The first had been with a wine company.  For many years their primary product had been a strong and inexpensive wine that would never make it to the wine menu at The 5th Avenue Grill.  They didn’t do much broadcast advertising and network radio was seldom even in the mix.  Print, billboards and bus station placards were about it.  Willie had gotten them to put a few grand every once in a while into The Walt Love Show on urban radio but nothing more.  Willie decided that should change when they launched a new brand, a wine cooler.  The wine cooler which was a carbonated wine and fruit juice mix appealed to a broader and younger audience.  The fruity taste made it easy to drink too much of and Willie felt that was perfect for a Rock n’ Roll audience. 

Willie had had great luck with Budweiser which was his biggest and one of the company’s biggest accounts.  The wine coolers would be more of a female beverage than Budweiser which skewed male but the primary demo was still 21 to 34 year olds where Westwood One programming ruled.   Willie knew Steve, the media director at the winery who was really the decision maker even though the company’s ad agency liked to think they were.  Willie always tried to go straight to the client whenever he could.  Agencies were almost entirely focused on numbers.  If a company had someone like Steve of the Budweiser brand group, they ran the show and had the agency implement their strategy.  They were much more likely to do something because it made marketing sense even if the numbers of people reached was uncertain.  There was not much creativity in the marketing of the wine company’s long time flagship brand but the wine cooler was a different story – a totally different target audience.  It was Rock and Roll! 

Westwood One had an Eagles 4th of July Special planned that was targeted perfectly for the wine cooler and Willie set up a meeting with Steve to pitch it.  The first thing Steve said was, “Willie, you know I am not a big fan of network radio advertising”.  Willie responded, “But now you have a different audience to reach and Westwood One is definitely one of the best ways to reach them.  Why do you think we do so much business with Budweiser and Coca Cola? ”.   Willie had put together a nice proposal giving all of the details on the Eagles special from pictures and background on the band, the list of stations that would be broadcasting the show on the 4th of July holiday and audience projections.  Willie was proposing make the wine cooler a quarter sponsor with presenting billboards in addition to their commercials.  The show was three hours and Willie was including five sixty second spots and five 10 second “presented in part by Moon Glow Cooler” billboards which would give the brand a strong presence in the show.  The price tag was $27,000 for the quarter sponsor package which was a lot more per spot than Steve had ever paid for his other brand.  Willie knew Steve was a big Eagle’s fan and Willie had been pre-selling the idea of make Rock Radio part of the wine cooler media mix.  Willie went through all of the reasons the show was perfect for Moon Glow.  Steve was still hemming and hawing about it until Willie throw in another ten billboards in the pre-broadcast promotional announcements.  Willie said how about saying in the promo announcements, “Pick up some Moon Glow Cooler to enjoy during Westwood One’s Eagles 4th of July Special”.  That did it for Steve.  Willie left with a handshake sealing the deal, an appointment to meet up for lunch the following week and a new sponsor.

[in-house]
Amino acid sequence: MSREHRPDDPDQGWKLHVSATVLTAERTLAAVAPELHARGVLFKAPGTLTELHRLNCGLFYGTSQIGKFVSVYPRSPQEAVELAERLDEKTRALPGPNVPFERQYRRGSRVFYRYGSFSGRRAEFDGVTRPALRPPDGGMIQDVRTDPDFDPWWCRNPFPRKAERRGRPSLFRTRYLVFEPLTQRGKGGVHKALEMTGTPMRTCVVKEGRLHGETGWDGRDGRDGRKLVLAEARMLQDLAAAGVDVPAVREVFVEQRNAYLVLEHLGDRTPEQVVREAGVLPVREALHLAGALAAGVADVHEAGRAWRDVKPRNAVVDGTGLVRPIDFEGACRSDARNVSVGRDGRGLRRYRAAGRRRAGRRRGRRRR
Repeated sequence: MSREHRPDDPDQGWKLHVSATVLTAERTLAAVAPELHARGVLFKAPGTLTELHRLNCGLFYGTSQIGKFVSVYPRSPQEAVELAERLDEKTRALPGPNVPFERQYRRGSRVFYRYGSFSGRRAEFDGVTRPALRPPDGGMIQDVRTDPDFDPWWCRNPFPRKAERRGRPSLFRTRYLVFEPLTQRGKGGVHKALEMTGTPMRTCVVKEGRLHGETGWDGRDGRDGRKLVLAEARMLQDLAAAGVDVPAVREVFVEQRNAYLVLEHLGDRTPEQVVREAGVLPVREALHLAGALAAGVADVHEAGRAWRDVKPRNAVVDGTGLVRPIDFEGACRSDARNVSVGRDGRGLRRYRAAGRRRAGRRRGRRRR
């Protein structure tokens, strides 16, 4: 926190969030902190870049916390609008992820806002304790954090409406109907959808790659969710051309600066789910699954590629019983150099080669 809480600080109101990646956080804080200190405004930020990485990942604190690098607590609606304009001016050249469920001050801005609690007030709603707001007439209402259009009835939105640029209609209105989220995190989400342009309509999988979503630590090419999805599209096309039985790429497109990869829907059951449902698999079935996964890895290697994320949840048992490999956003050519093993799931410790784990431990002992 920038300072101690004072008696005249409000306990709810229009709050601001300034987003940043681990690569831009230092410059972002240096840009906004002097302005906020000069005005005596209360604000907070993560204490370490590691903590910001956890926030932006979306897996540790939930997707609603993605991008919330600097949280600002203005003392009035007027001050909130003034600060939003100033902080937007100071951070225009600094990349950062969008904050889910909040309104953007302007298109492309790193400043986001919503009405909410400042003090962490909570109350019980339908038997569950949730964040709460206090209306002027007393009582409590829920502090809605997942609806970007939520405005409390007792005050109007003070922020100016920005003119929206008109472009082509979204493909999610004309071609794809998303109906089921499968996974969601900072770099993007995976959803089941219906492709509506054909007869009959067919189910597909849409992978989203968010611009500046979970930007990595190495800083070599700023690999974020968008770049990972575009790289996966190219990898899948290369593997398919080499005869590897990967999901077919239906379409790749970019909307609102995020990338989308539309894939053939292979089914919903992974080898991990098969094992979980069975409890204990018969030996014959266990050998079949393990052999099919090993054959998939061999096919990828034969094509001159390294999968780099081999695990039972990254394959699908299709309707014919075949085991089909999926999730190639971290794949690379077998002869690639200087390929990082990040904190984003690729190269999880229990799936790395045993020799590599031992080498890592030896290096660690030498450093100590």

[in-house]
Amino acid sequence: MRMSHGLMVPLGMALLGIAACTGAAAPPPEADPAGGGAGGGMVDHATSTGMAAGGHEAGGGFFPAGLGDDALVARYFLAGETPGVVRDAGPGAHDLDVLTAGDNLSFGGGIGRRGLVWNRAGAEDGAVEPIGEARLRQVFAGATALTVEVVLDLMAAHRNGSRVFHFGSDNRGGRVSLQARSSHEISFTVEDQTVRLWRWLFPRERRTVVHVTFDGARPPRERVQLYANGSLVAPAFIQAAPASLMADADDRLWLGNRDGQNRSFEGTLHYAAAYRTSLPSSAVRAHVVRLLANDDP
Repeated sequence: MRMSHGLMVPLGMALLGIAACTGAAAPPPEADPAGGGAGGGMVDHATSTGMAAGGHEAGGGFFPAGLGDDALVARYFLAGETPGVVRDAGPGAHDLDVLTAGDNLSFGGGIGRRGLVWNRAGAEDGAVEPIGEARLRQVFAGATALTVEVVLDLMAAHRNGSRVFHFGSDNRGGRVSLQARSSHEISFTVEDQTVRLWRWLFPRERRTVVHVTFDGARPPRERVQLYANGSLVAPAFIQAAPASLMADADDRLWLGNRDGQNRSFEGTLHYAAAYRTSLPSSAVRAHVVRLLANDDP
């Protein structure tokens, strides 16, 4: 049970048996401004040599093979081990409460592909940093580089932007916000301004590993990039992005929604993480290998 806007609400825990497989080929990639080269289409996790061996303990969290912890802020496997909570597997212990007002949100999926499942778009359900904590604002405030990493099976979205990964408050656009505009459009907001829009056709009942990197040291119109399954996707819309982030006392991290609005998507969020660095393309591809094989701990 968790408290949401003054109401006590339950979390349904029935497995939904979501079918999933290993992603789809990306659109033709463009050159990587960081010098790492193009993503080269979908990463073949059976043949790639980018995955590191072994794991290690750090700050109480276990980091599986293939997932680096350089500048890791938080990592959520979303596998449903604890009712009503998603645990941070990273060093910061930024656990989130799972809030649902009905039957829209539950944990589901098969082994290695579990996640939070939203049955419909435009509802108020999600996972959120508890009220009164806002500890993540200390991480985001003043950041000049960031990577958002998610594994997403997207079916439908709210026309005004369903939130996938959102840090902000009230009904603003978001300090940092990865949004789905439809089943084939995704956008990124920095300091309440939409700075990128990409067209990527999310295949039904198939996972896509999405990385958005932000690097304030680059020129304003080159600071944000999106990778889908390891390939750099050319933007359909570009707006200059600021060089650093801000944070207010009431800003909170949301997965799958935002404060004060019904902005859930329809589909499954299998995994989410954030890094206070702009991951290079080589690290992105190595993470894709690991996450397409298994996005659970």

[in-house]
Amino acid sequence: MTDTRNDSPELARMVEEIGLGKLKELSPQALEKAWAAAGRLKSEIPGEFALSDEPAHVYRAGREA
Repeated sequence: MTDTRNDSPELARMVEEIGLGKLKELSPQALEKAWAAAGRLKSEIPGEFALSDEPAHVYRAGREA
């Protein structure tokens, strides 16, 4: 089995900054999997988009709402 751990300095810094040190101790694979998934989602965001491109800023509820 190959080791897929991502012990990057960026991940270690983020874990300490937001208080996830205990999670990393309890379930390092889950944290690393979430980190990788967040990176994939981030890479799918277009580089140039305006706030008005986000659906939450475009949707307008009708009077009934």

Willie got a couple of hundred promo sheets on the Eagles special for Steve to send out to distributors around the country to let them know about the sponsorship.  Positives reactions poured in to Steve following the holiday weekend and Willie was poised to up the ante.  The BIG sale at Westwood One was a concert tour sponsorship.  Willie was already visualizing arena signage saying “Moon Glow Cooler and The Westwood One Radio Networks present a to be determined big group’s U.S. Concert Tour”.   This would require an investment almost twenty times larger than Steve had made with the 4th of July Special.  Willie knew it was going to happen though because, besides being right for the brand, Steve was a Rock n’ Roller like Willie.  Willie had gotten Steve to a backstage party for George Michael’s show at Madison Square Garden and made sure Steve got introduced to George.  Steve ate it up.  The fact that he cold “own” a whole tour was too attractive to pass up.  Willie just had to make sure Westwood’s talent acquisition guy, David, got the right band.